ATLANTA, Ga. (AJC) -- When a Suwanee homeowner took five firefighters hostage earlier this month, he told the victims he targeted them because they didn’t carry guns.
Basically, said Tim Hollingsworth, one of captives, he and his co-workers were sitting ducks.
In his opinion, at least one firefighter should be allowed to carry a handgun when crews respond to an emergency. “I would feel safer if I had one,” said Hollingsworth, a former Gwinnett County sheriff’s deputy. “I’m ex-law enforcement, and I feel perfectly safe carrying a firearm anywhere.”
Questions about whether firefighters should carry firearms have been swirling in the public safety community ever since the April 10 incident in which Lauren Brown faked a heart attack, then took firefighters hostages when they responded. The 55-year-old Brown, who was angry with some family members and upset about financial problems, was killed in a subsequent shootout with a Gwinnett County SWAT officer.
While the state’s nearly 30,000 firefighters are not prohibited by law from carrying firearms on-duty, no Atlanta-area fire departments currently allow the practice.
The Georgia Firefighter Standards and Training Council, the governing body that certifies firefighters and inspects fire stations, has no policy against it. But it’s frowned upon by the International Association of Fire Chiefs, according to Shawn Kelley, the association’s director of strategic services. Kelley said he didn’t know of any department that arms firefighters.
“Police officers think and are trained in a different realm where they’re always suspicious of everyone they deal with that harm may come to them,” Kelley said. “When firefighters come across these kinds of scenarios, we call for the police and wait for the police before we take any further action.”
It’s unusual, but not unprecedented, for firefighters to become targets of violence.
Four months ago, two firefighters were ambushed and killed in upstate New York. William Spengler took aim at firefighters who responded to a blaze he intentionally set at his house in December. Two other firefighters and a police officer were injured.
In response to such incidents, a fire department in Clark County township of Bethel, Ohio, last year began allowing a few selected firefighters to carry concealed handguns. The township’s Fire and EMS department chief, Jacob King, told the Dayton Daily News last week that the Gwinnett fire hostage standoff was “a perfect example of why we took this stance — to give us the ability to have an exit strategy.”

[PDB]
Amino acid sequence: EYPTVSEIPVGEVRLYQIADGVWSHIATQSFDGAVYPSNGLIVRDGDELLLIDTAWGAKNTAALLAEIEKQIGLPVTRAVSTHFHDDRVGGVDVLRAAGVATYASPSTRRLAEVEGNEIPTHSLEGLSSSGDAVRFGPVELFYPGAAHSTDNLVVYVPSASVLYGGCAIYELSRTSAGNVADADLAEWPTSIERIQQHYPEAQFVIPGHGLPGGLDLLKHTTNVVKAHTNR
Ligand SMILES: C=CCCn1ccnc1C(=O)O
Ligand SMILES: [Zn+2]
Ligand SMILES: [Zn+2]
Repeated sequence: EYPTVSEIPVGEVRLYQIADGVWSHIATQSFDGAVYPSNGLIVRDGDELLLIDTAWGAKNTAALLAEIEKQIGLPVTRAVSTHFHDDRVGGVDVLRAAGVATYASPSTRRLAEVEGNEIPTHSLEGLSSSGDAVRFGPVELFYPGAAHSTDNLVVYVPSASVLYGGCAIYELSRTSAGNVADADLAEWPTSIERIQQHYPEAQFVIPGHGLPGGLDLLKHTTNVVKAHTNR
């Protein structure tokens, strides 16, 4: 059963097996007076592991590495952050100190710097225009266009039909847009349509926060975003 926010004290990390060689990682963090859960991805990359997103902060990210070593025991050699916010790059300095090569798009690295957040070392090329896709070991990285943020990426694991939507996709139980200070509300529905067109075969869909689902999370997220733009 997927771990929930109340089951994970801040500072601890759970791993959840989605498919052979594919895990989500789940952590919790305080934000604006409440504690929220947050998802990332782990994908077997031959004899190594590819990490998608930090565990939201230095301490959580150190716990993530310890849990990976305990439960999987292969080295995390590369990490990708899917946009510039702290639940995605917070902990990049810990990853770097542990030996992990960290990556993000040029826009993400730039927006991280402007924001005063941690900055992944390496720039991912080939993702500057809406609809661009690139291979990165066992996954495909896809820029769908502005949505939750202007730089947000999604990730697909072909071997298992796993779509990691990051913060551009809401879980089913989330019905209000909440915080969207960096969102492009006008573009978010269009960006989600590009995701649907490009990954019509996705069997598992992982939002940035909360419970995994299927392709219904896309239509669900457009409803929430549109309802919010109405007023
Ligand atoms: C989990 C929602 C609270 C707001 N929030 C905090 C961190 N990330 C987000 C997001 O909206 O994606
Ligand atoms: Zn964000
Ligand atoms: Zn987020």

Gwinnett County District Attorney Danny Porter said that there would be training issues, as well as liability issues, if fire departments started arming employees.
“One of the reasons that police are so careful is because you have huge liability issues,” Porter said.
There’s also an inherent danger in taking firearms or ammunition near flames. Pardue once battled a blaze inside an Army/Navy surplus store. “I kept hearing something go off. Pops and bangs,” Pardue said. “I thought it was just paint cans. After the fire cleared, we saw it was the ammunition going off and there was shrapnel all over the place. The casing became a projectile because it ripped open.”
Gwinnett County fire department spokesman Capt. Tommy Rutledge said, “At this time, there are no talks of arming firefighters that I am aware of.” Instead, firefighters are trained to back away and call police whenever they recognize a potentially violent situation, he said.
Atlanta Fire Chief Kelvin J. Cochran said the cost of providing weapons for 1,100 members of his department, along with the training, certifications and re-certifications, would be too high given to the low probability of another hostage incident like the one in Gwinnett.
“I do not believe it is significant justification for arming firefighters with weapons solely based on the potential that it could happen in Atlanta,” Cochran said.
A handful of Georgia cities employ a strategy popular in some northern states. They require all their firefighters to be cross-trained as certified law enforcement officers. The cities that cross-train their firefighters as police officers are: Aiken, Bainbridge, Grovetown, Harlem and Social Circle.
The Bainbridge public safety workers carry guns like typical cops do when dispatched to police incidents, but stash them in the trunk of their patrol car and change into firefighter turnout gear when dispatched to fires, said Frank Green, the deputy director of the Bainbridge Department of Public Safety.
As a result, the city’s firefighters are trained and conditioned to respond to menacing suspects, and their guns are back at their vehicle if needed. Green stopped short of recommending cross-training as a model for all departments, though. He says the idea often meets with resistance.
“There’s a lot of opposition to it because a lot of law enforcement officers don’t want to be firefighters,” Green said. “And a lot of firefighters don’t want to be law enforcement officers.”